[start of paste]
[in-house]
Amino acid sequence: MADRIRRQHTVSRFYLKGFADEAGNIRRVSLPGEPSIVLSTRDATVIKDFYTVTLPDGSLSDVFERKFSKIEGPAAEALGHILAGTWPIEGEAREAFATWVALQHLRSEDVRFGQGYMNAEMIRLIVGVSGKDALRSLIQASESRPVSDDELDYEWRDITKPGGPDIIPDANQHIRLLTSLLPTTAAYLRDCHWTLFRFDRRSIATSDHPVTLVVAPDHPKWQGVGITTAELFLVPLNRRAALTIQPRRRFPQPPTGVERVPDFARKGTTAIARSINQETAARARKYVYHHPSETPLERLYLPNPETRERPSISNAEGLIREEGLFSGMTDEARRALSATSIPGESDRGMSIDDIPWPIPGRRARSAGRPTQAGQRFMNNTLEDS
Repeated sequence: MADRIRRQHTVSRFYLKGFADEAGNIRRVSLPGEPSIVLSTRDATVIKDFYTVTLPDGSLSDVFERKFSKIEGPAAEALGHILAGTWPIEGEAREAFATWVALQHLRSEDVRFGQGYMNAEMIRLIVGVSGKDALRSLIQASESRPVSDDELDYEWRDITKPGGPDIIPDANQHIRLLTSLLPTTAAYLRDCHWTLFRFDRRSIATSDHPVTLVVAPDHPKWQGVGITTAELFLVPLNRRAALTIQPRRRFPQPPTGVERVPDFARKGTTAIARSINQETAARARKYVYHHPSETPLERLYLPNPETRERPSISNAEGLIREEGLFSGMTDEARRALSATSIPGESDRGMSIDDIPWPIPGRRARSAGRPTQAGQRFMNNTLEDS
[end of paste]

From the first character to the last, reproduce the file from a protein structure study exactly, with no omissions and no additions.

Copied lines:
[in-house]
Amino acid sequence: MADRIRRQHTVSRFYLKGFADEAGNIRRVSLPGEPSIVLSTRDATVIKDFYTVTLPDGSLSDVFERKFSKIEGPAAEALGHILAGTWPIEGEAREAFATWVALQHLRSEDVRFGQGYMNAEMIRLIVGVSGKDALRSLIQASESRPVSDDELDYEWRDITKPGGPDIIPDANQHIRLLTSLLPTTAAYLRDCHWTLFRFDRRSIATSDHPVTLVVAPDHPKWQGVGITTAELFLVPLNRRAALTIQPRRRFPQPPTGVERVPDFARKGTTAIARSINQETAARARKYVYHHPSETPLERLYLPNPETRERPSISNAEGLIREEGLFSGMTDEARRALSATSIPGESDRGMSIDDIPWPIPGRRARSAGRPTQAGQRFMNNTLEDS
Repeated sequence: MADRIRRQHTVSRFYLKGFADEAGNIRRVSLPGEPSIVLSTRDATVIKDFYTVTLPDGSLSDVFERKFSKIEGPAAEALGHILAGTWPIEGEAREAFATWVALQHLRSEDVRFGQGYMNAEMIRLIVGVSGKDALRSLIQASESRPVSDDELDYEWRDITKPGGPDIIPDANQHIRLLTSLLPTTAAYLRDCHWTLFRFDRRSIATSDHPVTLVVAPDHPKWQGVGITTAELFLVPLNRRAALTIQPRRRFPQPPTGVERVPDFARKGTTAIARSINQETAARARKYVYHHPSETPLERLYLPNPETRERPSISNAEGLIREEGLFSGMTDEARRALSATSIPGESDRGMSIDDIPWPIPGRRARSAGRPTQAGQRFMNNTLEDS